DigiWest published in Nature Communications
| New Publication
Reutlingen, Germany, September 26, 2016 – The Natural and Medical Sciences Institute at the University of Tübingen (NMI), a private research foundation, and its contract research provider NMI TT Pharmaservices today announced the publication of their proprietary DigiWest® protein profiling method in the peer-reviewed scientific journal Nature Communications.
The study led by NMI researchers Dr. Fridolin Treindl and Dr. Markus Templin, in collaboration with scientists from the University of Tübingen, the Technical University of Munich, and the University of Düsseldorf, describes the establishment and validation of a novel approach for highly parallelized analyses of hundreds of proteins and post-translational protein modifications. The innovative methodology relies on a combination of classical Western blotting – the gold standard in protein detection – with the multiplexing power of the Luminex® bead technology. As a result, currently up to 600 total proteins and protein modifications can be detected from one sample of cultured cells or in vivo-derived tissue, based on an ever-growing list of >1,000 validated high-quality antibodies. As such, DigiWest® boosts the output of a Western blot by a factor of up to 300. At the same time, the required sample amount is minimal, which allows for quantifications from precious limited samples.
After successful technical benchmarking of the DigiWest® method, the authors of the paper applied their approach in two case studies, to elucidate mechanisms of resistance to cancer drug Lapatinib in a cell-based experiment, and to classify different forms of mammary carcinoma from primary tumor sections. In both cases, they identified a number of promising candidate marker proteins, some of which were phosphorylated, thus convincingly demonstrating the superiority of protein profiling as compared to classical DNA- and RNA-based biomarker discovery.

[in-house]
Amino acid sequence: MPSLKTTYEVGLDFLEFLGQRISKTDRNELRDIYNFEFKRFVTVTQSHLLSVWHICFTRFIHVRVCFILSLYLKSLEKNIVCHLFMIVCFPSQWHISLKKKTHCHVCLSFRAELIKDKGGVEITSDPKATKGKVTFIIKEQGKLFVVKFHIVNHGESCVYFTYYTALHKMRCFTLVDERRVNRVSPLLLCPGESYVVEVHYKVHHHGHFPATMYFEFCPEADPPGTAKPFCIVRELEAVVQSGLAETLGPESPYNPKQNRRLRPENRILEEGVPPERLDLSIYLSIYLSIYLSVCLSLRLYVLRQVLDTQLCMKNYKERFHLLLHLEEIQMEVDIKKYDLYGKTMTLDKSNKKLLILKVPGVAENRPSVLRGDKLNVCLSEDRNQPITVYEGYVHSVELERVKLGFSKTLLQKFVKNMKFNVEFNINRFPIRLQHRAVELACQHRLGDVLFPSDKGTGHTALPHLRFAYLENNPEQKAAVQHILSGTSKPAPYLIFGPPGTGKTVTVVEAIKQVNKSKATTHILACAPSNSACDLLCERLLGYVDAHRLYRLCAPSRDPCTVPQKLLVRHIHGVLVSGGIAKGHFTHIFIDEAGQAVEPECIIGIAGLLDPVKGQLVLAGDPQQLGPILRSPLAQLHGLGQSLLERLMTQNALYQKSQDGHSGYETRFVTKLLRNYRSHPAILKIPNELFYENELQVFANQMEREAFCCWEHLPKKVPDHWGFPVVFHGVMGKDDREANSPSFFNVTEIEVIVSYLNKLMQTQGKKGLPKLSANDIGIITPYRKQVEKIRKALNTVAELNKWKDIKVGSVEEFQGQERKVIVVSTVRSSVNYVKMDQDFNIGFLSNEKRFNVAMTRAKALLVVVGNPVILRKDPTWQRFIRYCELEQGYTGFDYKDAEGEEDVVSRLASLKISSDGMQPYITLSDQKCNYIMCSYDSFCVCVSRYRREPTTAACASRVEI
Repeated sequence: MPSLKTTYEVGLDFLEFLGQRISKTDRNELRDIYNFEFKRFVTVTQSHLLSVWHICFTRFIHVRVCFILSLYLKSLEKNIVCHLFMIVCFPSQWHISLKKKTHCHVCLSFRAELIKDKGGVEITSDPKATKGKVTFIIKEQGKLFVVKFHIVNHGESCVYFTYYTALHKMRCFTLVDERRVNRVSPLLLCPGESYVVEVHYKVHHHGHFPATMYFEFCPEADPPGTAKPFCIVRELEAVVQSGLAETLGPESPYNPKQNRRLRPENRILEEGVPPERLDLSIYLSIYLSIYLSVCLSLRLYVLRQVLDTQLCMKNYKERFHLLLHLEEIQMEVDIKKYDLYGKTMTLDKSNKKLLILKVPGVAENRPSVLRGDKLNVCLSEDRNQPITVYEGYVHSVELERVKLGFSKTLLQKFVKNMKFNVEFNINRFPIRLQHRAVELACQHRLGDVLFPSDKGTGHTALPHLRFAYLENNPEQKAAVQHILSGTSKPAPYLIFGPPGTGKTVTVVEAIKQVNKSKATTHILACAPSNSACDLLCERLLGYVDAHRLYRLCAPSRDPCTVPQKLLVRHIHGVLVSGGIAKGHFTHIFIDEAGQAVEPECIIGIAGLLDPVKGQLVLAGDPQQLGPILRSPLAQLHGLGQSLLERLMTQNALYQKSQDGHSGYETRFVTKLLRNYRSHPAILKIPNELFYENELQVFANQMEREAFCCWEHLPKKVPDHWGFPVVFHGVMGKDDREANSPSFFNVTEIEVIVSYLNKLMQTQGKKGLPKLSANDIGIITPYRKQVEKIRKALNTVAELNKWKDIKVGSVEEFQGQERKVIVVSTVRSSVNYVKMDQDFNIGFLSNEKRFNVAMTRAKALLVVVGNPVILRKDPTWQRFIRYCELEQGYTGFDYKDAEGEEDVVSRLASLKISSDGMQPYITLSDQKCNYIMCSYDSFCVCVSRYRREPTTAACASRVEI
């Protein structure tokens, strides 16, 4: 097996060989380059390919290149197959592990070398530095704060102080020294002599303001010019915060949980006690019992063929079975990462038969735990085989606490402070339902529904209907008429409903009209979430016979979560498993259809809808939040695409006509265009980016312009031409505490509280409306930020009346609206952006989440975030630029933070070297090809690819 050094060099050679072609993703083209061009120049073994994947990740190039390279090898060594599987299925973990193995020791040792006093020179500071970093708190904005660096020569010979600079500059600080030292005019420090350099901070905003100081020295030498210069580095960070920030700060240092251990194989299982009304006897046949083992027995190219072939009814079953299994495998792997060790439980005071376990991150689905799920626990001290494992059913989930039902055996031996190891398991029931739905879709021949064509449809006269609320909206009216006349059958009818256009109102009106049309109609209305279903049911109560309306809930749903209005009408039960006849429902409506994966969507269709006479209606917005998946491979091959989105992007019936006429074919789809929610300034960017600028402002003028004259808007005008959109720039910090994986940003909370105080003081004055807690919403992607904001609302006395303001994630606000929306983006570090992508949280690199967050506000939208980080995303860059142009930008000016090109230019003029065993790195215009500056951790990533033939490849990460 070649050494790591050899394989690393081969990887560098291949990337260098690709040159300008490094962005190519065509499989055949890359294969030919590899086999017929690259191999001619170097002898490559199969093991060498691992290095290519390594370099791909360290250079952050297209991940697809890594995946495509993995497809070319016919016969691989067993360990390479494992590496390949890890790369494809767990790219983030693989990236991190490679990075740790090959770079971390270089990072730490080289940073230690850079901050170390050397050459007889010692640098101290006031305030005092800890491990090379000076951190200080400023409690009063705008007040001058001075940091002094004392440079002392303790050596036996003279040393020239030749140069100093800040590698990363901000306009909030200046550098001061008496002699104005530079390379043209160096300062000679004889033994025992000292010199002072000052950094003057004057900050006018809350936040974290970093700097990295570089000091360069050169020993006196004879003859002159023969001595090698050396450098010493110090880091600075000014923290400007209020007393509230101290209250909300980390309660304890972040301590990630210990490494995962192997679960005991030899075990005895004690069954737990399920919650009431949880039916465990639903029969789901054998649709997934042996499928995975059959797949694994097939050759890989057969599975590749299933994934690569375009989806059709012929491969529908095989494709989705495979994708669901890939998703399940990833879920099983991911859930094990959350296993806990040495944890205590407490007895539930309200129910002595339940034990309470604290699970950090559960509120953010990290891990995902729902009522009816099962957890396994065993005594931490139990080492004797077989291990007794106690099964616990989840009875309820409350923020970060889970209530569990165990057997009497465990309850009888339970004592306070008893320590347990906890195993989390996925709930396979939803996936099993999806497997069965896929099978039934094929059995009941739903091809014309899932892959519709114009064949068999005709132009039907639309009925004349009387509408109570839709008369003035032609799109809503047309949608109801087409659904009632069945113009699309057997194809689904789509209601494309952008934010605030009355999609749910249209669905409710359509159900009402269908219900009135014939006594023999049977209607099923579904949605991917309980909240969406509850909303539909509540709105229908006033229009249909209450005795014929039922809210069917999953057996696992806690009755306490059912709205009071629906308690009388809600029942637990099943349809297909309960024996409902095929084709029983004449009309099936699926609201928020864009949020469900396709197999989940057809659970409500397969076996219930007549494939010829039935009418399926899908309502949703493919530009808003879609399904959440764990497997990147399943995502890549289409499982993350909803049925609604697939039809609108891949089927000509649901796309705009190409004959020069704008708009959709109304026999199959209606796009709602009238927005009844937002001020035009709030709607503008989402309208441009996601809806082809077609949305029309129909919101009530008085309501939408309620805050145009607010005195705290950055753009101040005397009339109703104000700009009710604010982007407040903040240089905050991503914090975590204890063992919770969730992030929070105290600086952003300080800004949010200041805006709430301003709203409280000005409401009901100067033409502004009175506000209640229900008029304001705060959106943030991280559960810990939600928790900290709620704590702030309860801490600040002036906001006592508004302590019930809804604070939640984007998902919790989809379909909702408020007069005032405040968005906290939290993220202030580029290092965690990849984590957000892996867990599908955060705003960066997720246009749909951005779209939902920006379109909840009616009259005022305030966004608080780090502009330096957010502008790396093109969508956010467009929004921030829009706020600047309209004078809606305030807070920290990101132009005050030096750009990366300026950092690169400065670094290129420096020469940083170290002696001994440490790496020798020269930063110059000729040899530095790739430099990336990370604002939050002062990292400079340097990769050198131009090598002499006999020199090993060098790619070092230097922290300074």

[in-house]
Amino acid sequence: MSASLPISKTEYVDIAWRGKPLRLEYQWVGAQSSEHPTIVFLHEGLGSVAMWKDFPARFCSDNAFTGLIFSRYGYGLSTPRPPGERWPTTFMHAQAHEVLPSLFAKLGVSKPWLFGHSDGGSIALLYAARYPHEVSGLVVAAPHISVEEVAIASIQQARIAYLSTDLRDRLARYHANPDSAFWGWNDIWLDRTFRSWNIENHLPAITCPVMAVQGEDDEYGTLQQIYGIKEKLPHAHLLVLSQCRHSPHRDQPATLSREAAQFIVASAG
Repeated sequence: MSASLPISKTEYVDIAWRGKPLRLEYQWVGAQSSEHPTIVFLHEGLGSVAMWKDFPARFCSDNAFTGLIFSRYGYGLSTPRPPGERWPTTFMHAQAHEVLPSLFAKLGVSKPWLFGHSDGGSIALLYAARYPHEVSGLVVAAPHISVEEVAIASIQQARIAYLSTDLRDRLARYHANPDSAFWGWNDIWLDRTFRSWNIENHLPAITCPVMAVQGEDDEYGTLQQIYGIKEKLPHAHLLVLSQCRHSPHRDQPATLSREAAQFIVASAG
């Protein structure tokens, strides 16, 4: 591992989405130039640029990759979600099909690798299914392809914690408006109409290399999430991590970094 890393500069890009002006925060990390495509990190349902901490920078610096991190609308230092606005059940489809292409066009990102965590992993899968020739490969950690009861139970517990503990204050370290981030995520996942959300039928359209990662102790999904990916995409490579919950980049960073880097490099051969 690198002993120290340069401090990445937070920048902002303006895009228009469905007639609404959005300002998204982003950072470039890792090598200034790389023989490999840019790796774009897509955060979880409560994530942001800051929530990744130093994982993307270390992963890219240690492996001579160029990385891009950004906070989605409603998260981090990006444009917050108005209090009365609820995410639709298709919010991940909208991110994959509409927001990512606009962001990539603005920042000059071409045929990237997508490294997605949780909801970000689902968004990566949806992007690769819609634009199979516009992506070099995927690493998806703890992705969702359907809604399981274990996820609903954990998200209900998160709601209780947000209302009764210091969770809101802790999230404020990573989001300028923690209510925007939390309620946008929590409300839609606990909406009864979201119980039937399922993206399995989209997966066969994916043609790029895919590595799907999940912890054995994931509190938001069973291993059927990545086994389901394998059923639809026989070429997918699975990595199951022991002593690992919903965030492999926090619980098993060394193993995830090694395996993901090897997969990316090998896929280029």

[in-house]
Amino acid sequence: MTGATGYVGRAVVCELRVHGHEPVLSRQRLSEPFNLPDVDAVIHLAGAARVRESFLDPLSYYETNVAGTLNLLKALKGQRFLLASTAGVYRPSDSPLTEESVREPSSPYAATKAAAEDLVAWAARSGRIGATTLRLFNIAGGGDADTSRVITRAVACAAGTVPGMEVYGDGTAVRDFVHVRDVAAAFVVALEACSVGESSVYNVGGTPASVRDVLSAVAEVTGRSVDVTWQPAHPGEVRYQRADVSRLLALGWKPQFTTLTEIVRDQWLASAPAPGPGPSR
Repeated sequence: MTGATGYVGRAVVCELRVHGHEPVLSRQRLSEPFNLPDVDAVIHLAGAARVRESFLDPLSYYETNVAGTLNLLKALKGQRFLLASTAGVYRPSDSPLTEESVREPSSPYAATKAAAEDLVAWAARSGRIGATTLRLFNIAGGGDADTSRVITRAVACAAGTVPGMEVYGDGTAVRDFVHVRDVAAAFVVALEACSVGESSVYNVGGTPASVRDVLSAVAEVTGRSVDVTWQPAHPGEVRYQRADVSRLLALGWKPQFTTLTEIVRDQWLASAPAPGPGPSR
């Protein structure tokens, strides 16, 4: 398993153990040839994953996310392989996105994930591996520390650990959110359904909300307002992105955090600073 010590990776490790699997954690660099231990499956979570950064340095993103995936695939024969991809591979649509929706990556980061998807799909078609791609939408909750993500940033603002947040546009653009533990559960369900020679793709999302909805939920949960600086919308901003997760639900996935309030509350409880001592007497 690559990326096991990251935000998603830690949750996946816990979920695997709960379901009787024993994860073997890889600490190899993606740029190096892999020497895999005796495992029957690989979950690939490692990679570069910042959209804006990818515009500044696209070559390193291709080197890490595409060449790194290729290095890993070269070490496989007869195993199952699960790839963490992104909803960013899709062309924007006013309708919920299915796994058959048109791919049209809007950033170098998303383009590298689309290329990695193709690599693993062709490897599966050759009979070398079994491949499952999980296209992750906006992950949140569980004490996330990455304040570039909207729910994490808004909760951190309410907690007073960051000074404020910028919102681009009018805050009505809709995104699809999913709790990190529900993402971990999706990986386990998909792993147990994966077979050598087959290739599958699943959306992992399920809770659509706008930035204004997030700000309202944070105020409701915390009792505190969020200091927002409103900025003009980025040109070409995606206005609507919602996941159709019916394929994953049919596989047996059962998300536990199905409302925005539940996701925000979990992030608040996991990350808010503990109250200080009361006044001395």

Dr. Markus Templin, Head of Assay Development at the NMI and senior author of the publication, commented “After a decade of genomics-driven research, scientists crave for novel technologies to analyze the complexity of cellular signal transduction on the level of protein activation, which has all too often been the intrinsic shortcoming of genomics. Our DigiWest® methodology overcomes this limitation and provides a powerful and versatile proteomic-scale platform for a wide range of applications, most prominently including lead compound profiling, pathway mapping, biomarker research and precision medicine development”.
NMI TT Pharmaservices, the contract research arm of the NMI, has established dedicated laboratory capacities to offer fully customizable DigiWest® studies on a fee-for-service basis to the industrial and academic life science community. Further information is available at the DigiWest® website: www.digiwest.de
The full-text version of the DigiWest® publication is accessible via Nature Communications’ website: www.nature.com/ncomms/2016/160923/ncomms12852/full/ncomms12852.html
Dr. Markus Templin
NMI TT Pharmaservices:
Dr. Christoph Sachse
This work was funded by the German Federal Ministry of Education and Research (BMBF) grants FKZ 0315742 (Virtual Liver) and FKZ 03V798 (VIP Validation of Innovative Potential), and the Innovative Medicine Initiative Joint Undertaking IMI-JU grant 115001 (MARCAR).